Sorry for the confusion. When I said “legs”, I primarily meant the traditional squatting muscles- the quads and glutes. I just figured since the back squat is a well known overall quad and glute developer and the sumo deadlift can look like a back squat, maybe it could be manipulated to hits the quads and glutes hard.
Ben Bruno’s video is a perfect example of what I mean:

I would say your time would be spent better doing other things.

That right there is NOT a sumo deadlift. I have great respect for Ben, but that, at BEST, is semi-sumo…barely even that.

However, doing them like Ben does in that video certainly could work your legs overall quite well, as you said, similar to back squats. Still a very different motion, but same general movement pattern.

[quote]IronOxide wrote:
Does anyone have any experience using the sumo deadlift, maybe from a deficit, as an effective leg builder?
Thanks![/quote]

Why would you want to use such a rather “exotic” exercise for BBing purposes when there are so many well-proven other choices?

Also doing a proper sumo deadlift where you primarily use your posterior chain isn’t all that easy I think.

I’m a big fan of “grip n rip” type exercises, which is why I love deadlifts, rows, and basically any pulling movement, so I was curious to see if I could create a set up where I could be lifting something off the ground but be using mostly legs rather than lower back.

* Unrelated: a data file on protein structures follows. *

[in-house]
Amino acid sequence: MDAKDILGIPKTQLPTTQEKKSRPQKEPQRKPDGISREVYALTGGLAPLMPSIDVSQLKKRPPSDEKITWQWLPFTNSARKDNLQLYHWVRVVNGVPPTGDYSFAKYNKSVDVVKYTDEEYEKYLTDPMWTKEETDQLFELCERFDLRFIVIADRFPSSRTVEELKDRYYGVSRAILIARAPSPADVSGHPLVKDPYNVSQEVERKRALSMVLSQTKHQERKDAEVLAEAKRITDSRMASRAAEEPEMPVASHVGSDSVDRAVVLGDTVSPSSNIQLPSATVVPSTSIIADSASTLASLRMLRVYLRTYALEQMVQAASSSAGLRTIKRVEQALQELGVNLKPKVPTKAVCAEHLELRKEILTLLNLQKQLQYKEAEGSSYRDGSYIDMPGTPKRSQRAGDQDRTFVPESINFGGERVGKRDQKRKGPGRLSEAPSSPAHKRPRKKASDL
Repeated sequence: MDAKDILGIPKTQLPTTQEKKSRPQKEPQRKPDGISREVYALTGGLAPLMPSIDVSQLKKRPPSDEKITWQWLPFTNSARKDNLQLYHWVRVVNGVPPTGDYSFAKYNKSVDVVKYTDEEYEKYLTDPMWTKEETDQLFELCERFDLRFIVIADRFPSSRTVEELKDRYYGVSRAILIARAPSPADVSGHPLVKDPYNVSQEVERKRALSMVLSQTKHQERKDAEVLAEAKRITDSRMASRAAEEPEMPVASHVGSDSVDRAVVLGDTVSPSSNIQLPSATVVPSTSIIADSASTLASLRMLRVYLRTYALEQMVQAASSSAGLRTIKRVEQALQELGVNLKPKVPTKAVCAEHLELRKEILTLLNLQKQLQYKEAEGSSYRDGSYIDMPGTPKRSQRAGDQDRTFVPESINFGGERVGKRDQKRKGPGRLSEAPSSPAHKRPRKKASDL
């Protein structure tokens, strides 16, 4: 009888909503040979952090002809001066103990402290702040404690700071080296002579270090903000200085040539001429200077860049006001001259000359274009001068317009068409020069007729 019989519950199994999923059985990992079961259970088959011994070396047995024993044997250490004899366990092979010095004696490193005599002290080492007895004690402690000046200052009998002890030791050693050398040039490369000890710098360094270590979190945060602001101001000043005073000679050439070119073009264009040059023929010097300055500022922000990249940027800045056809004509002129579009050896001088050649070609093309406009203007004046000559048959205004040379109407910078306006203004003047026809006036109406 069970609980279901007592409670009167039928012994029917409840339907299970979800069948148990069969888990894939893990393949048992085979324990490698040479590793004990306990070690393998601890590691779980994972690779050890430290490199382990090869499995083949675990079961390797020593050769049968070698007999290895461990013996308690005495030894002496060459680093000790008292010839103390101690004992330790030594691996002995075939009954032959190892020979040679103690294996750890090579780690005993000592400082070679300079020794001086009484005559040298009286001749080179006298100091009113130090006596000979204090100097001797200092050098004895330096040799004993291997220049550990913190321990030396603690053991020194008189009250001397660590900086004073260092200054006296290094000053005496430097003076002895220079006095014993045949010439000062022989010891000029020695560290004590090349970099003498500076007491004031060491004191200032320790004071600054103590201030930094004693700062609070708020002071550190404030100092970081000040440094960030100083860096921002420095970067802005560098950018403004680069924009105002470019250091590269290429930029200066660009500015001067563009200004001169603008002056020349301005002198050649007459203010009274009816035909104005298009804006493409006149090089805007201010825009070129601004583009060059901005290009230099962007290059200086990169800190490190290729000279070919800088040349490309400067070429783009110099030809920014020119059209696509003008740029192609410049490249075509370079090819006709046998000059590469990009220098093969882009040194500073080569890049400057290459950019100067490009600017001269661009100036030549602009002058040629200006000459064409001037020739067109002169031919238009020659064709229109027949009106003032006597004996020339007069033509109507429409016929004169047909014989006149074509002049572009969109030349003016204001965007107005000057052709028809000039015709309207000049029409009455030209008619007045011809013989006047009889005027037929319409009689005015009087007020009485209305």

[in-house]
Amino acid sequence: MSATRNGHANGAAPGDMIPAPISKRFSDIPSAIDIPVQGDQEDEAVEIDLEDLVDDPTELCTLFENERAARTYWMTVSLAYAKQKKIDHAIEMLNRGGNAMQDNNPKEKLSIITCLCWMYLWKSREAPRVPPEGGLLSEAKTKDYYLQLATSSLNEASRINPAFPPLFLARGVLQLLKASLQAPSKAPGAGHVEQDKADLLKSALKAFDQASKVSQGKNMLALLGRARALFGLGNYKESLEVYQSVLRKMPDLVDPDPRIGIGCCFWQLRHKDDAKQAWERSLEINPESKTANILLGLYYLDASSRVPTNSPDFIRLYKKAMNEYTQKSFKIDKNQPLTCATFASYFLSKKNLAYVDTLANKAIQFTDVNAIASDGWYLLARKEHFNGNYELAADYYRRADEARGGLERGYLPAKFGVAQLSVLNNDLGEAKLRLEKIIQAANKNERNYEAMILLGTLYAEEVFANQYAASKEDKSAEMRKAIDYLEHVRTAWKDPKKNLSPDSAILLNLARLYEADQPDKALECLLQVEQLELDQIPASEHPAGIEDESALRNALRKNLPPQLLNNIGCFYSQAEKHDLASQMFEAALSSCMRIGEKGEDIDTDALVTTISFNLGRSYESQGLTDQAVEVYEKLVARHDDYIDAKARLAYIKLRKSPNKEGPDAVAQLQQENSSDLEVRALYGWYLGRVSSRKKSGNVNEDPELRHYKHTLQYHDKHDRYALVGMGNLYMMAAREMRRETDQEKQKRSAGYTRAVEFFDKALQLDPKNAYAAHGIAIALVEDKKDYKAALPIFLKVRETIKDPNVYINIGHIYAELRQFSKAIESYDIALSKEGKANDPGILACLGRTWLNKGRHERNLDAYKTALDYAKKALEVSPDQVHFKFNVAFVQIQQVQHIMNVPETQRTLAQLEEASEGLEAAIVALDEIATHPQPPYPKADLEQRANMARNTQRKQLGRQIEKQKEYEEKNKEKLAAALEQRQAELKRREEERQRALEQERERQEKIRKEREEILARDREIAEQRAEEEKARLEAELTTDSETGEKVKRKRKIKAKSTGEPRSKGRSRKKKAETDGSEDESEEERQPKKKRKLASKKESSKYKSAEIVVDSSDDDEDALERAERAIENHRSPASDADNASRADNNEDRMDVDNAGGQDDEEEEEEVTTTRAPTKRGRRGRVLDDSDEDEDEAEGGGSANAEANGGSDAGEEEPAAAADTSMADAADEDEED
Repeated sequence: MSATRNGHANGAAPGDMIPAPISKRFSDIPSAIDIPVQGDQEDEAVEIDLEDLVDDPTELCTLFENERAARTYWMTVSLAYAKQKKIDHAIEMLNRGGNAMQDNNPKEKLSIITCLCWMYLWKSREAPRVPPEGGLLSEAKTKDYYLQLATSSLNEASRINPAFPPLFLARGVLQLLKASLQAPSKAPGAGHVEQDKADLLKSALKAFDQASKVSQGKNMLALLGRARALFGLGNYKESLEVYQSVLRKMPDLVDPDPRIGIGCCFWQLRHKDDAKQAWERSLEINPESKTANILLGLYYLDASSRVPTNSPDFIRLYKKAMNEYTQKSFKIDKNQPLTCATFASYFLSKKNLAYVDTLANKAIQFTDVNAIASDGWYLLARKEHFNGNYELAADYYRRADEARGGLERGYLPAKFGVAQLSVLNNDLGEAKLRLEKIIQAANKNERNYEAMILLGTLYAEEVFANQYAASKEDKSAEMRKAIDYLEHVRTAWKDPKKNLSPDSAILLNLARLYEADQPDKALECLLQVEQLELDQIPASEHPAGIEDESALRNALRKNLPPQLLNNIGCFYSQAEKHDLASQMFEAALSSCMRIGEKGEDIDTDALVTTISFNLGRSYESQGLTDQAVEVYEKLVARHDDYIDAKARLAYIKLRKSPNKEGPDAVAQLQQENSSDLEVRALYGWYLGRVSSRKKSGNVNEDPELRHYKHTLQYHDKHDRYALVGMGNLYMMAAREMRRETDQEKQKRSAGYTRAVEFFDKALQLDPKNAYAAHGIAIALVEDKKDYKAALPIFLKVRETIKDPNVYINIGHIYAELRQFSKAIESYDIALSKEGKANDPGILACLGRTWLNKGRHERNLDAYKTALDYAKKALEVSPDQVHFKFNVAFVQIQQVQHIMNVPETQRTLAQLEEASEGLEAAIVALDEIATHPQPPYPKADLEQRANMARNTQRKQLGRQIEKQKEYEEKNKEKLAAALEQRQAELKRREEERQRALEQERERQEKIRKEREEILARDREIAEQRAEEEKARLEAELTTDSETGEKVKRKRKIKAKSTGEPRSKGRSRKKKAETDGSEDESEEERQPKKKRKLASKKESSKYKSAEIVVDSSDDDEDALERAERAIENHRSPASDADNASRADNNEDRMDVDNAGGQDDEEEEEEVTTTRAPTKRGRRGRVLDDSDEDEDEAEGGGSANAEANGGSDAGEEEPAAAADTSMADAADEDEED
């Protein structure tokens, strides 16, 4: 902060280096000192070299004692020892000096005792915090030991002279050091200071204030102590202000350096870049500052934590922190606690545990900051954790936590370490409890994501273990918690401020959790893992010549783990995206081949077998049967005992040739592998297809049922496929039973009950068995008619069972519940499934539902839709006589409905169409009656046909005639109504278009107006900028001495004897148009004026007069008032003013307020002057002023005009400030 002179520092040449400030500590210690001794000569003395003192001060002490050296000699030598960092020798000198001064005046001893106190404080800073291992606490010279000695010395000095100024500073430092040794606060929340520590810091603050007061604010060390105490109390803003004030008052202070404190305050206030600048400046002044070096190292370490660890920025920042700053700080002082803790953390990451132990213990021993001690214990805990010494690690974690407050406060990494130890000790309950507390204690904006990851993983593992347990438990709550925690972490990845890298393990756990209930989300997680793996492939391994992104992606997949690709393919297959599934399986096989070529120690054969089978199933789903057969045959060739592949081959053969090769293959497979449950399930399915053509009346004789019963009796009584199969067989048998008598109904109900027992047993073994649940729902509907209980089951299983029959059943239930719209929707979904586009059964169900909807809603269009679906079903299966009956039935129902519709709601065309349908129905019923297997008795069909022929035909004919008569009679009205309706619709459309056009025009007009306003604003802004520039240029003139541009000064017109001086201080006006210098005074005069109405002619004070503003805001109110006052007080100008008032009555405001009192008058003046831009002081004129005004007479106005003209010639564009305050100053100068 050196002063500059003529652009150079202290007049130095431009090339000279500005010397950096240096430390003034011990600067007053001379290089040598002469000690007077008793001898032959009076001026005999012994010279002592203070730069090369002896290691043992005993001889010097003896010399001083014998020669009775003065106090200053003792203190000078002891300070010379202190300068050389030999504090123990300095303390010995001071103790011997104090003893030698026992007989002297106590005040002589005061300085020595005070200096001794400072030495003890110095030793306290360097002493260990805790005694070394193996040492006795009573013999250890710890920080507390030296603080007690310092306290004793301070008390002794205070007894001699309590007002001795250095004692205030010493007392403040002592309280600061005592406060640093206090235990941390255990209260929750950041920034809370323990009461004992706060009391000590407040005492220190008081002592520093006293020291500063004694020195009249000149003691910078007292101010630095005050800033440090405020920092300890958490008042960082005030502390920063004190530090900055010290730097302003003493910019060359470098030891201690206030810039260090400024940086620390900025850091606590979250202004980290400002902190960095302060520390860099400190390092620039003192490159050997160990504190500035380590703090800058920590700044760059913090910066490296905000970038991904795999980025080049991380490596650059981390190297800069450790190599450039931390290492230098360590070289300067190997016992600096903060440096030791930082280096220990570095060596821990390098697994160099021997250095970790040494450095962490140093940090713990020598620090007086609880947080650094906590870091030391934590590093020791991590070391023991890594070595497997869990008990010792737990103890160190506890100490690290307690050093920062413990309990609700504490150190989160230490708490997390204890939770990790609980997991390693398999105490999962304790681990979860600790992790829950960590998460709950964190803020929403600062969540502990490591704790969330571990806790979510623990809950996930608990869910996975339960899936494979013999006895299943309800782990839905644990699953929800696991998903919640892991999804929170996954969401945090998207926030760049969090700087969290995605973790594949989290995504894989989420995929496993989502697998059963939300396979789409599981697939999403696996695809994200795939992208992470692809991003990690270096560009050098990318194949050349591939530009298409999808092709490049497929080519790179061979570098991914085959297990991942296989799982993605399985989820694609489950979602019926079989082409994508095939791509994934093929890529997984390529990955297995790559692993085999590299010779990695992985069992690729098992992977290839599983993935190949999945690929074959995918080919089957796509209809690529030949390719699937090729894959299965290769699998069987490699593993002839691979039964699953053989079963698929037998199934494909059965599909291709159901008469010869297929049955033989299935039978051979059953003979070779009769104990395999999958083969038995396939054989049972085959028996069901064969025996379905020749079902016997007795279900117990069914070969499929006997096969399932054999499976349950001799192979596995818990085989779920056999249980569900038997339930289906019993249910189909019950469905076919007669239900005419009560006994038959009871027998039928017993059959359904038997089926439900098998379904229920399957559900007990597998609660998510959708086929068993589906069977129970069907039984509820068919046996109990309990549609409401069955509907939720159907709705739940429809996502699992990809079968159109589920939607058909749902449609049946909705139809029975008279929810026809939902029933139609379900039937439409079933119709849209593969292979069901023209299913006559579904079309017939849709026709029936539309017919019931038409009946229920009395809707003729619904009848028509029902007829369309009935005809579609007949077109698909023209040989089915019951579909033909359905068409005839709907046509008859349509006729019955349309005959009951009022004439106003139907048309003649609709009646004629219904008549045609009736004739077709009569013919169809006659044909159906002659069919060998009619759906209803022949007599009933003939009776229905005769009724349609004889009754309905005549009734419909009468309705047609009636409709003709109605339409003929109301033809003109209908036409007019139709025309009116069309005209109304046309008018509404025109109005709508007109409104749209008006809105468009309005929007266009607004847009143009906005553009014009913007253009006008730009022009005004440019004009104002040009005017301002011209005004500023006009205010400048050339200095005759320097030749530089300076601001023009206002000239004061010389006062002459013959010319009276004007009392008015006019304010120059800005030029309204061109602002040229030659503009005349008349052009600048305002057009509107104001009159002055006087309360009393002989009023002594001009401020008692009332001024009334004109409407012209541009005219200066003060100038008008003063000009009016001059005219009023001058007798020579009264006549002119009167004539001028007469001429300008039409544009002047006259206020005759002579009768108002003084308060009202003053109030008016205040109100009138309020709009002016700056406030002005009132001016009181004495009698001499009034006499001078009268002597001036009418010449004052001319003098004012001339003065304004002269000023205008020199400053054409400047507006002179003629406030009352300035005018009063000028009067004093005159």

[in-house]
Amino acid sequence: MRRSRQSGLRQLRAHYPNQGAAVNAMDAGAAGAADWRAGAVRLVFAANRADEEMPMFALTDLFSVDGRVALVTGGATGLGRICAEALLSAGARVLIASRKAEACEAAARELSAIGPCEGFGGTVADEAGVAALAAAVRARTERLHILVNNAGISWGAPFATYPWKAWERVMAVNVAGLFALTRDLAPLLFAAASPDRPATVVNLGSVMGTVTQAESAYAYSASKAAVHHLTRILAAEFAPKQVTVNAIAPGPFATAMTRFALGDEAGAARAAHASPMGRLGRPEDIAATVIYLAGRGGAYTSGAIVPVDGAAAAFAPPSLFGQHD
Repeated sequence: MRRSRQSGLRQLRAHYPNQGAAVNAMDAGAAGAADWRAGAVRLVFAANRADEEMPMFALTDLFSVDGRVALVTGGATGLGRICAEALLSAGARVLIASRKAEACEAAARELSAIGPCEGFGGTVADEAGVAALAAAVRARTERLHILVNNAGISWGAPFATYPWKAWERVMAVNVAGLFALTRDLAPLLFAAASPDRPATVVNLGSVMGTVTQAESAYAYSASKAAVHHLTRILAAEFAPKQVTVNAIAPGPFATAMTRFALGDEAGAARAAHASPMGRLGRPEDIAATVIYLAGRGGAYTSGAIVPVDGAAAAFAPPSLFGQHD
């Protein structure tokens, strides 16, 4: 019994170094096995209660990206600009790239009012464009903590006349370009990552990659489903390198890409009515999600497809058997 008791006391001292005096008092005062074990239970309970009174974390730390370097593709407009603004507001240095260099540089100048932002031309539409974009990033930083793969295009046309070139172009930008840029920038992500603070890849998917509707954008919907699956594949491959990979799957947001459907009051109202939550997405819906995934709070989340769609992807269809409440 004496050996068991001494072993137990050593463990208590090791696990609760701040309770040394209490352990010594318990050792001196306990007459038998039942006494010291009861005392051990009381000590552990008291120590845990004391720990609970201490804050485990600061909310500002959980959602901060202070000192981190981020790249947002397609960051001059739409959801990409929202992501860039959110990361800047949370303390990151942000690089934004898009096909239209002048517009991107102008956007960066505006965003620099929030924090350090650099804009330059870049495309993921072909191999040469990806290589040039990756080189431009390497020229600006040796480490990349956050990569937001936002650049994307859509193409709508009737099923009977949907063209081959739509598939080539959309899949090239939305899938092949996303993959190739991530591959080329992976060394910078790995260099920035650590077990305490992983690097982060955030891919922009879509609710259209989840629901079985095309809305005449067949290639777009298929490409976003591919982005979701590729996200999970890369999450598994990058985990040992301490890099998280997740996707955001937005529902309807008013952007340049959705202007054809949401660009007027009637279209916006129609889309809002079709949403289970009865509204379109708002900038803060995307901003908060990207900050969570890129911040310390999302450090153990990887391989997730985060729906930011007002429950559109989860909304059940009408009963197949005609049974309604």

Basically I was trying to mimic this movement but with a barbell:

train.elitefts.com/wp-content/uploads/2010/04/IMG_0033.jpg

I just started deadlifting again (sumo) and it’s putting a LOT of size on my legs. not just my hamstrings and glutes either, i’m noticing a good deal of it is in my quads as well.

Because my mobility is absolute crap for back squats, dicking around with sumo and for me it does hit the PC hard and I can do these for reps whereas conventional are more like multiple singles for me.

Sumo DLs plus some front squats to hit the quads harder is the route I’ll go and I’ll see where that takes me for a bit.

I think OP just wants to make sure he has some good bang for the buck lower compound moves. Im a newb but can’t see how sumo is exotic. From deficit might be a bit strange to see in a commercial gym, but yeah…

[quote]giograves wrote:
I think OP just wants to make sure he has some good bang for the buck lower compound moves. Im a newb but can’t see how sumo is exotic. From deficit might be a bit strange to see in a commercial gym, but yeah…[/quote]